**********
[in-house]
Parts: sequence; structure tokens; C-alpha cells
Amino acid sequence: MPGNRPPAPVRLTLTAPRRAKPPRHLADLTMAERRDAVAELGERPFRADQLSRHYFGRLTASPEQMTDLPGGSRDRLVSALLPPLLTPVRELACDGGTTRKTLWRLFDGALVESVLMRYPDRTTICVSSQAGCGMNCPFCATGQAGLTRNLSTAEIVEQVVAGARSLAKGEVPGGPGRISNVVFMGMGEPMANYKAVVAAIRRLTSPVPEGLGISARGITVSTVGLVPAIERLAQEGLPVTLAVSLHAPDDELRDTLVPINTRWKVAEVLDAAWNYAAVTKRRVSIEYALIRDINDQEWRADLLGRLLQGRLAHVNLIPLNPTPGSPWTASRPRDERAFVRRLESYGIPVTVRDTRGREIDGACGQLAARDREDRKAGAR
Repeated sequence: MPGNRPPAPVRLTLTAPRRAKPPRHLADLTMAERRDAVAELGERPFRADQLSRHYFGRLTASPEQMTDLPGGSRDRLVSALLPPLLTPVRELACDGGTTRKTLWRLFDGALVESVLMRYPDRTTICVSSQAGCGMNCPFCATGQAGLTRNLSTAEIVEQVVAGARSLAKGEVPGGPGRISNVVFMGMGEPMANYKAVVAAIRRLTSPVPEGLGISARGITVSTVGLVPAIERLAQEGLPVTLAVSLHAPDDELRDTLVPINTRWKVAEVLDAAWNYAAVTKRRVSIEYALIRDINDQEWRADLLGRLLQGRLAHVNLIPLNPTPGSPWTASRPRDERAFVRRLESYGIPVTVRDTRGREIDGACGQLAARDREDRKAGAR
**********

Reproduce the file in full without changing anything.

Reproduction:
[in-house]
Parts: sequence; structure tokens; C-alpha cells
Amino acid sequence: MPGNRPPAPVRLTLTAPRRAKPPRHLADLTMAERRDAVAELGERPFRADQLSRHYFGRLTASPEQMTDLPGGSRDRLVSALLPPLLTPVRELACDGGTTRKTLWRLFDGALVESVLMRYPDRTTICVSSQAGCGMNCPFCATGQAGLTRNLSTAEIVEQVVAGARSLAKGEVPGGPGRISNVVFMGMGEPMANYKAVVAAIRRLTSPVPEGLGISARGITVSTVGLVPAIERLAQEGLPVTLAVSLHAPDDELRDTLVPINTRWKVAEVLDAAWNYAAVTKRRVSIEYALIRDINDQEWRADLLGRLLQGRLAHVNLIPLNPTPGSPWTASRPRDERAFVRRLESYGIPVTVRDTRGREIDGACGQLAARDREDRKAGAR
Repeated sequence: MPGNRPPAPVRLTLTAPRRAKPPRHLADLTMAERRDAVAELGERPFRADQLSRHYFGRLTASPEQMTDLPGGSRDRLVSALLPPLLTPVRELACDGGTTRKTLWRLFDGALVESVLMRYPDRTTICVSSQAGCGMNCPFCATGQAGLTRNLSTAEIVEQVVAGARSLAKGEVPGGPGRISNVVFMGMGEPMANYKAVVAAIRRLTSPVPEGLGISARGITVSTVGLVPAIERLAQEGLPVTLAVSLHAPDDELRDTLVPINTRWKVAEVLDAAWNYAAVTKRRVSIEYALIRDINDQEWRADLLGRLLQGRLAHVNLIPLNPTPGSPWTASRPRDERAFVRRLESYGIPVTVRDTRGREIDGACGQLAARDREDRKAGAR